OVER the last 25 years, Gay Byrne's RTE morning radio show generated lots of debate and reaction and landed the outspoken show host in the headlines on more than a few occasions.OVER the last 25 years, Gay Byrne's RTE morning radio show generated lots of debate and reaction and landed the outspoken show host in the headlines on more than a few occasions.
Darling of the housewives for over two decades, his two hour radio show won high ratings until the advent of competition from new regional commercial stations began eating into his listenership numbers.
Gaybo partly blamed his fall off in listeners to the number of women returning to work. He said CSO figures showed that 70,000 housewifes returned to work in a three year period up to 1995 and a great number would have listened to Radio One in the mornings.
Gay's annual survival special which produced the infamous `lambo' incident when 2FM's enfant terrible, Gerry Ryan claimed to have killed and eaten a lamb to survive hunger in Connemara generated a life all of its own.
The Gay Byrne Show's yearly survival special became a big hit, with his Late Late Show viewers seeing the end product at the end of the week.
The annual national lottery gold bar treasure hunt also attracted a huge audience to the morning slot, with some hunters planning their annual holidays so they could take off after Gay gave the clues each day.
There were tears and laughter in equal amounts and lots of jazz, Gaybo's favourite type of music.
The nation came to a standstill when the Gay Byrne Show did a moving programme devoted to letters about Anne Lovett's death in Granard. His staged musicals such as Oklahoma, also produced the goodies for Gay and his Christmas Eve shows from Grafton Street were always a favourite with listeners.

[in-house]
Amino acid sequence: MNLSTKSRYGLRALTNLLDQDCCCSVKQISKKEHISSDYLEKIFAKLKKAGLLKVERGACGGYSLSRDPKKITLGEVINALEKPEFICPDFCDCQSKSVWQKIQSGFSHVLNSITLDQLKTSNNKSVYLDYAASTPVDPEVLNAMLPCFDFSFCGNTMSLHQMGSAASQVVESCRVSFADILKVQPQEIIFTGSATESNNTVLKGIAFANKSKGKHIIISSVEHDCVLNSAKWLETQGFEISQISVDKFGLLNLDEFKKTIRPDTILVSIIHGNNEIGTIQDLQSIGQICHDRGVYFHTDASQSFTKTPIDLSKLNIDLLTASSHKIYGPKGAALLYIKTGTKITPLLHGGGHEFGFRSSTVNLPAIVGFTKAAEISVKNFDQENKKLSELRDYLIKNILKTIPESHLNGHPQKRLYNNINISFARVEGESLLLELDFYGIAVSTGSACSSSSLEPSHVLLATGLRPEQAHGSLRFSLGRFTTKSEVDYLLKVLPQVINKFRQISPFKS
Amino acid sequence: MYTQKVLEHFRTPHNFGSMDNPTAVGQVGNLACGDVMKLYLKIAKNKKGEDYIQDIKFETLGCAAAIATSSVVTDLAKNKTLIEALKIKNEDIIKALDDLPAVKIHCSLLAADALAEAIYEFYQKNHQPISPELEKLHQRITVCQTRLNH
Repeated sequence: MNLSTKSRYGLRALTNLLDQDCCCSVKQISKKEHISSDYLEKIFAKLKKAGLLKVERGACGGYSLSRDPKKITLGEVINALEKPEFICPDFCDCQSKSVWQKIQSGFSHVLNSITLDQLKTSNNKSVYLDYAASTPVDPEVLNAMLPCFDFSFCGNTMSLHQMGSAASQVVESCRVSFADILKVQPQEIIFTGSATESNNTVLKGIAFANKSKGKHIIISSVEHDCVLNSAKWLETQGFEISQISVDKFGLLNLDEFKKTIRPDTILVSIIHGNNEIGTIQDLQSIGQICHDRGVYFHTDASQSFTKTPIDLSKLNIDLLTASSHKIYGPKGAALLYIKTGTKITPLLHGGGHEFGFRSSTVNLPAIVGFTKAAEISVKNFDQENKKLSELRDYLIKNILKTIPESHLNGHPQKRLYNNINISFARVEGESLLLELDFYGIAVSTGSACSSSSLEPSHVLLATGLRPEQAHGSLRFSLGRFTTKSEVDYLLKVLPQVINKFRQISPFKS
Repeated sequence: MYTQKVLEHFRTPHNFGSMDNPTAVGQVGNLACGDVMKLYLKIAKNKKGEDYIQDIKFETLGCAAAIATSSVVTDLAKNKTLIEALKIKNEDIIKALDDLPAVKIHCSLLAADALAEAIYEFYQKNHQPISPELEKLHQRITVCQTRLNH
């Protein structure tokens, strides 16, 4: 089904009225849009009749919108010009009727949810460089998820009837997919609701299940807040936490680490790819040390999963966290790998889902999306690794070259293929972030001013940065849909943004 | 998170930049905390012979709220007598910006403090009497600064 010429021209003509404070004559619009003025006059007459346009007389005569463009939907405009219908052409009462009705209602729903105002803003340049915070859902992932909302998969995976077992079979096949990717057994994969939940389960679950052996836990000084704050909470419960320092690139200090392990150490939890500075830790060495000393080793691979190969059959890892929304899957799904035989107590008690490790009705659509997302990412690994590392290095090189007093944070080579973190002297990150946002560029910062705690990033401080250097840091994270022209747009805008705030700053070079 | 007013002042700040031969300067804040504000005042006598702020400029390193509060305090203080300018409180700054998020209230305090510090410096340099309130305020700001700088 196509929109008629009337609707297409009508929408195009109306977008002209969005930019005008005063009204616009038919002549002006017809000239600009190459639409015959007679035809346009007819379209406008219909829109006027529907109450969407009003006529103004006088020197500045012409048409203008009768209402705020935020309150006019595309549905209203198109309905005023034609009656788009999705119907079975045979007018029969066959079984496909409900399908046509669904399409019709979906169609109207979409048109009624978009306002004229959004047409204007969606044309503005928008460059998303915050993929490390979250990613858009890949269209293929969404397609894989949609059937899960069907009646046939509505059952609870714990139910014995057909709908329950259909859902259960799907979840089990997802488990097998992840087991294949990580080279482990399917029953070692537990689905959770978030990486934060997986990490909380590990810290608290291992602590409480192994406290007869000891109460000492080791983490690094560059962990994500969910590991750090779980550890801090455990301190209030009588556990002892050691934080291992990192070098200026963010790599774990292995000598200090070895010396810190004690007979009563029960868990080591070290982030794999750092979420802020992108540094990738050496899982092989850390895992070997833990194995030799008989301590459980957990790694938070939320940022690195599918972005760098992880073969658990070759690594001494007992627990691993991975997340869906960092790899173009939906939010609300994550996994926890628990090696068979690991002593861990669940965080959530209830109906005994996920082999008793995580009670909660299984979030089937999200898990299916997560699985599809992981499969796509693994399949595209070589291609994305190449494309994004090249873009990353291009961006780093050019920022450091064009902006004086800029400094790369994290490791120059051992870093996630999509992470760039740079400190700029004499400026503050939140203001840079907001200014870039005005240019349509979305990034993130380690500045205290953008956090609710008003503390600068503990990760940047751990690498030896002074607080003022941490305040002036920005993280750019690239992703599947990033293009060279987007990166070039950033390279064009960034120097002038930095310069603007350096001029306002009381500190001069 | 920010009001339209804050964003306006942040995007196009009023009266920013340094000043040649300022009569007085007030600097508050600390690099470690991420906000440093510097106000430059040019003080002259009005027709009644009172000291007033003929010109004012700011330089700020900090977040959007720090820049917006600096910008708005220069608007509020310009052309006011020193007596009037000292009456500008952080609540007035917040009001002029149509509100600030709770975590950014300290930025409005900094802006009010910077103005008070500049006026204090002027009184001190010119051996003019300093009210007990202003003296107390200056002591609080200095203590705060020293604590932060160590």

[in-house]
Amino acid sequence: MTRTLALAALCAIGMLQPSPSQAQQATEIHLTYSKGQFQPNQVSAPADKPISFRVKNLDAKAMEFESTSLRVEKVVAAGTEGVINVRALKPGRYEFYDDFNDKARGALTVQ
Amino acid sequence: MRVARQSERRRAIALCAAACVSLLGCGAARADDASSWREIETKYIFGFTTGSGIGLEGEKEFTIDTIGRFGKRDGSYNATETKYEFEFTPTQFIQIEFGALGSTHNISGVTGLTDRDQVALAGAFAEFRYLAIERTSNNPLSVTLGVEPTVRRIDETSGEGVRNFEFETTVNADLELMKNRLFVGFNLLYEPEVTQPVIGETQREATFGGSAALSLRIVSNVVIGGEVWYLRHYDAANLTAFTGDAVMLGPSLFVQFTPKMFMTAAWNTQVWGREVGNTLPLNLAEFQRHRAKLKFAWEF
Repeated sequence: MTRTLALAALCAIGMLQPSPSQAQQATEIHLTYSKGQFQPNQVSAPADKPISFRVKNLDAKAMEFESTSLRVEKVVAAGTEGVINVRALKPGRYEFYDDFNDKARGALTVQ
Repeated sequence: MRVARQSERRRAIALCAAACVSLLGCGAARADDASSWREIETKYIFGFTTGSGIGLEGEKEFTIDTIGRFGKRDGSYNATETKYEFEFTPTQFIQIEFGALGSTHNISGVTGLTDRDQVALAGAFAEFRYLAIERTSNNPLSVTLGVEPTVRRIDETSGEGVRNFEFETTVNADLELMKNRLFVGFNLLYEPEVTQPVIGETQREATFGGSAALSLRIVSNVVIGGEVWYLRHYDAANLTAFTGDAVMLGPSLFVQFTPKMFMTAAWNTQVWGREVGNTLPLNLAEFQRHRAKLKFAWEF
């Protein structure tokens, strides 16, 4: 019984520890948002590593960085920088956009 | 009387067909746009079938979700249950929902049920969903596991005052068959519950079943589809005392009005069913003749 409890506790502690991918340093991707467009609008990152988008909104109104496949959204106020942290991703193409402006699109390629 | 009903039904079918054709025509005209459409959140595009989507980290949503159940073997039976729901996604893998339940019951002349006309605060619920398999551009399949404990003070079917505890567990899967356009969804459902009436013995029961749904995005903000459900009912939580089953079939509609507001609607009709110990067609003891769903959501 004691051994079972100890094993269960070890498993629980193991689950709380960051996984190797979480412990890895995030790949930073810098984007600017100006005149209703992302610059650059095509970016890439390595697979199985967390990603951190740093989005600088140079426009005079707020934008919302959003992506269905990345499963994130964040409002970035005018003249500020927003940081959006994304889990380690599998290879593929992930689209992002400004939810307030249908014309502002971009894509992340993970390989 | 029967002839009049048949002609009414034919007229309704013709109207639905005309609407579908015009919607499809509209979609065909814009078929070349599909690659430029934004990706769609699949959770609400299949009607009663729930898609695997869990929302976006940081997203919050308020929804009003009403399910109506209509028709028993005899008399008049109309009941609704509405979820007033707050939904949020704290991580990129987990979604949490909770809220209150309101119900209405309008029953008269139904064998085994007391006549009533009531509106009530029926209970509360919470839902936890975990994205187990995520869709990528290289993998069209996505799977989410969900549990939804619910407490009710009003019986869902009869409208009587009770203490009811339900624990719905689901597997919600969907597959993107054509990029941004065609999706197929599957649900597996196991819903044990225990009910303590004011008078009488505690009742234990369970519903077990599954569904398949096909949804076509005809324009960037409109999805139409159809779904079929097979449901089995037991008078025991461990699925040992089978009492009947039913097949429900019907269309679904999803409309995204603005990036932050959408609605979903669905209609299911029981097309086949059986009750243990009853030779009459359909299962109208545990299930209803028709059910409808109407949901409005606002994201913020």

This year the Christmas Eve broadcast will be especially newsworthy as it will mark Gaybo's retirement from the show which made him king of the airwaves.
His daughter Crona has said the family are very relieved at his decision to quit the radio show. ``We felt it was time for him to bow out'', she said.
Gay Byrne had been cutting back on his broadcasting commitments in recent years after suffering a minor health scare in 1995 and he quit as compere of the Rose of Tralee contest.
The following year, he made way for his sidekick Joe Duffy to host the show in a two hander arrangement on Mondays and Tuesdays.
Gareth O'Callaghan later did the job but left for 2FM after becoming disgruntled. Des Cahill co-chaired the show with Gay last season.
Mr Byrne and his family were holidaying at their second home near Maghery outside Dungloe when he finally confirmed his career decision after months of denials.
Gay has rejected as ``total concoctions'' newspaper reports that he would quit his radio show this year.
Gay lives in a bungalow at Dane's Hollow in Howth, and his neighbours include Riverdance couple John McColgan and Moya O`Doherty who tried to woo him to their Radio Ireland station before it was launched in March 1997, later revamped as Today FM.
Born in Dublin and educated by the Christian Brothers at Synge Street, Gaybo worked in insurance before getting involved in television and working for Granada in Manchester.
He returned to Dublin and married Kathleen Watkins 31 years ago. They have two grown up daughters Crona and Suzy.
Gay suffered a financial blow in 1984 when he discovered that his best friend and accountant, Russell Murphy had embezzled him out of a reported £320,000. Author Hugh Leonard also fell victim in the fraud.
When Gay wanted more time off, RTE agreed to him sharing the slot. It was a sign of his importance to the station that Montrose bosses agree.
When Chris Evans tried to get a similar deal, the BBC refused.
There are suggestions that rather than allow Des Cahill to occupy the Gay Byrne radio slot five days a week, it will no longer be occupied by a personality and instead, it will be replaced by shorter, more focussed programmes.
Helen Shaw, Head of Radio at RTE has said: ``It's hugely important for us to develop new talent. The easiest solution is to move talent from one place to another, the hardest thing is to grow new talent''.
While Gay Byrne is going after Christmas, Radio One also promises more changes and the radio soap Konvenience Korner is destined for the chop.